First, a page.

Our users place requests by visiting URLs in our app. In order to respond to requests dynamically (as opposed to sending back static, unchanging pages of HTML), we need to route each request to a Ruby method that can do the desired work (reading from an API, picking a random number, CRUDing from the database, etc) and then send back the output (formatted in HTML1).

Our apps are essentially defined by the list of URLs that we allow users to visit, and for which we provide responses. We keep this list of URLs in one very important file: config/routes.rb.

Here’s an example routes.rb:

# /config/routes.rb

Rails.application.routes.draw do
  match("/rock", { :controller => "game", :action => "play_rock", :via => "get" })
  match("/paper", { :controller => "game", :action => "play_paper", :via => "get" })
  match("/scissors", { :controller => "game", :action => "play_scissors", :via => "get" })
  match("/", { :controller => "game", :action => "homepage", :via => "get" })


  • All of our routes must be contained within the block following Rails.application.routes.draw. A new Rails app will already come with this code pre-written in routes.rb.
  • Each route is comprised of the match method and its two arguments:
    • The first argument to match is a String: the path that we want users to be able to visit (the path is the portion of the URL that comes after the domain name).
    • The second argument to match is a Hash: this is where we tell Rails which method to call when a user visits the path in the first argument. (We’ll have to actually write this method in the next step, after we write the route.)

      The Hash must have three key/value pairs:

      • :controller: The value for this key is what we’re going to name the class that contains the method we want Rails to call when the user visits the path.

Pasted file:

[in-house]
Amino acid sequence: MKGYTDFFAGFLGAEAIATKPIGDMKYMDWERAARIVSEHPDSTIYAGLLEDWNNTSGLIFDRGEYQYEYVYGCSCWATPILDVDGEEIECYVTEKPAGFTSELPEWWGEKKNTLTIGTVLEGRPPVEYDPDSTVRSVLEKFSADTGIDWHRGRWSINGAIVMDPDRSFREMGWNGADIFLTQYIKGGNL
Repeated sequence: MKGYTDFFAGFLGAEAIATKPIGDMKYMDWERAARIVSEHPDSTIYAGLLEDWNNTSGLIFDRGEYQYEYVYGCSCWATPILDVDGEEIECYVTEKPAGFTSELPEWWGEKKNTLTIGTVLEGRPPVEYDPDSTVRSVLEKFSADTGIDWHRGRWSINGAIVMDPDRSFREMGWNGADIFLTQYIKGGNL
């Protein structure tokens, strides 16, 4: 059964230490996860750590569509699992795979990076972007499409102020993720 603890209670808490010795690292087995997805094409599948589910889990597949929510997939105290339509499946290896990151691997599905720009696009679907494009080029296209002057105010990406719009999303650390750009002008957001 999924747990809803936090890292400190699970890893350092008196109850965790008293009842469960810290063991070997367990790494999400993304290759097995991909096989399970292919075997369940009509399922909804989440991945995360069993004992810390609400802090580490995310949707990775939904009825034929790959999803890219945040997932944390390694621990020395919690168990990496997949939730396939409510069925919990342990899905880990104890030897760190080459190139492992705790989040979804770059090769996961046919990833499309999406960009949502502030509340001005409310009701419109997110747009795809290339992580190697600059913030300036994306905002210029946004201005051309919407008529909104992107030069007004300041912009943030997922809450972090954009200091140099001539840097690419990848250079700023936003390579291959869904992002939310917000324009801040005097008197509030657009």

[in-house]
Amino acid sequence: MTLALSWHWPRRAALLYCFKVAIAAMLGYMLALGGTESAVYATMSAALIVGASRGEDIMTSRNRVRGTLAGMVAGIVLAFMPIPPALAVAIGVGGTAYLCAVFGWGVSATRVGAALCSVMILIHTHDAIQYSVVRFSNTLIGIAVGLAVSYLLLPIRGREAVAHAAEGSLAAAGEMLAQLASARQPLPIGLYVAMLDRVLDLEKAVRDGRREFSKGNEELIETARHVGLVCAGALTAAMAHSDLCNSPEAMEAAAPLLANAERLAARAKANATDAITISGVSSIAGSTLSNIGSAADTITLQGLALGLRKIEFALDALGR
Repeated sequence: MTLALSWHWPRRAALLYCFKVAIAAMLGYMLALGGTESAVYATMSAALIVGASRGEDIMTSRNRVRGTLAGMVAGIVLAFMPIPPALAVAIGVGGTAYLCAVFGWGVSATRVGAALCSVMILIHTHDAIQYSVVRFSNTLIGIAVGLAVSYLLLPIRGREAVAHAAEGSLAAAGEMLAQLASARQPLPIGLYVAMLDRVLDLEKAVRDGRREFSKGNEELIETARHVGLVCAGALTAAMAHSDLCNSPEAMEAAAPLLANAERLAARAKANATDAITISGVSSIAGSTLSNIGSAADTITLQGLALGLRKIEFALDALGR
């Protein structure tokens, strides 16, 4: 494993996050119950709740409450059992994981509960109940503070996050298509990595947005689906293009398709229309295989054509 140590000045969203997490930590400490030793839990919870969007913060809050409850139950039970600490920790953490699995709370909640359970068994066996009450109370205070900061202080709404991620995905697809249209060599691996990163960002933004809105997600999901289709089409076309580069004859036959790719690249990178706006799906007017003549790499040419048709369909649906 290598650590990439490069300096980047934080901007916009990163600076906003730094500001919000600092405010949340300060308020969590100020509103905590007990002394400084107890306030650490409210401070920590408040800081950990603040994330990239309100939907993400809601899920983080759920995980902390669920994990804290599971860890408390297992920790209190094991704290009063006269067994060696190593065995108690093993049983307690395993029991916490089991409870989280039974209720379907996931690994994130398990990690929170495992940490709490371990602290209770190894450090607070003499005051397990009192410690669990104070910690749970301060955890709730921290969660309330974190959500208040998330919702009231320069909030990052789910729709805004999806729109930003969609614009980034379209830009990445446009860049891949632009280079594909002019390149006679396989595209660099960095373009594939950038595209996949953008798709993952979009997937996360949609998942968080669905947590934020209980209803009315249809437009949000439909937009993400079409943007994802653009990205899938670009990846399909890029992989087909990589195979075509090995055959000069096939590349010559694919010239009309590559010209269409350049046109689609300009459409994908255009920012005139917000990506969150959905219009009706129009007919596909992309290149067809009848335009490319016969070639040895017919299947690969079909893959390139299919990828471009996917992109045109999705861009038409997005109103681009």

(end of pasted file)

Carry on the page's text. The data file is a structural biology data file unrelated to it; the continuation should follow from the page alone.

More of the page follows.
• :action: The value for this key is the what we’re going to name the method itself. “Action” is the term used to refer to Ruby methods that are triggered by users visiting URLs.
      • :via: The value for this key must be either "post", "get", "patch", or "delete".

        In HTTP (the protocol for exchanging resources over the internet), these are the names for CREATE, READ, UPDATE, and DELETE, respectively; and are known as “HTTP verbs”.

        We use the :via key to specify which CRUD operation best describes the work we’re going to perform in the method. It turns out that most requests involve reading info, rather than creating/updating/deleting it; so we’ll use "get" most often. If you can’t think of exactly which one to use, just default to "get".


Suppose we wrote a route in config/routes.rb that looks like this:

match("/rock", { :controller => "game", :action => "play_rock", :via => "get" })

Now when a user visits /rock, instead of seeing a “No route matches” error, they will instead see an error uninitialized constant GameController. Progress!

As we know, when Ruby says “uninitialized constant” it means “I can’t find that class”.

So, what’s going on here? When we said :controller => "game" in the route, we told Rails to look for a class called GameController when someone visits /rock.

  • All of the controller class names will end in ...Controller, and they will begin with whatever value we provided for the key :controller in the route.
  • Like all Ruby classes, the name must be CamelCase (not snake_case or Some_Hybrid). So in this case, it will be GameController.
  • The class must be defined in a Ruby file that is the snake_cased version of its name. Rails will itself use the .underscore method to figure out the name; we can try it ourselves in rails console:

     [2] pry(main)> "GameController".underscore
     => "game_controller"
  • The Ruby file must be placed within the app/controllers/ folder. So, in this case, we create a file called app/controllers/game_controller.rb (don’t forget the .rb file extension).
  • Finally, within this file, we define the class:

     class GameController < ApplicationController
  • We inherit from a Rails base class called ApplicationController, much like our models inherited from ApplicationRecord. Our models inherited .save, .where, and a bunch of other awesome database-related methods from ApplicationRecord; whereas our controllers are going to inherit a bunch of methods like render, redirect_to, and a bunch of other awesome request/response-related methods from ApplicationController.
  • Don’t forget the end that goes with the class; type it before you forget it.
  • Now, when a user visits the path /rock, the “uninitialized constant” error should go away. Progress!

    If you still see the “unitialized constant” error, then: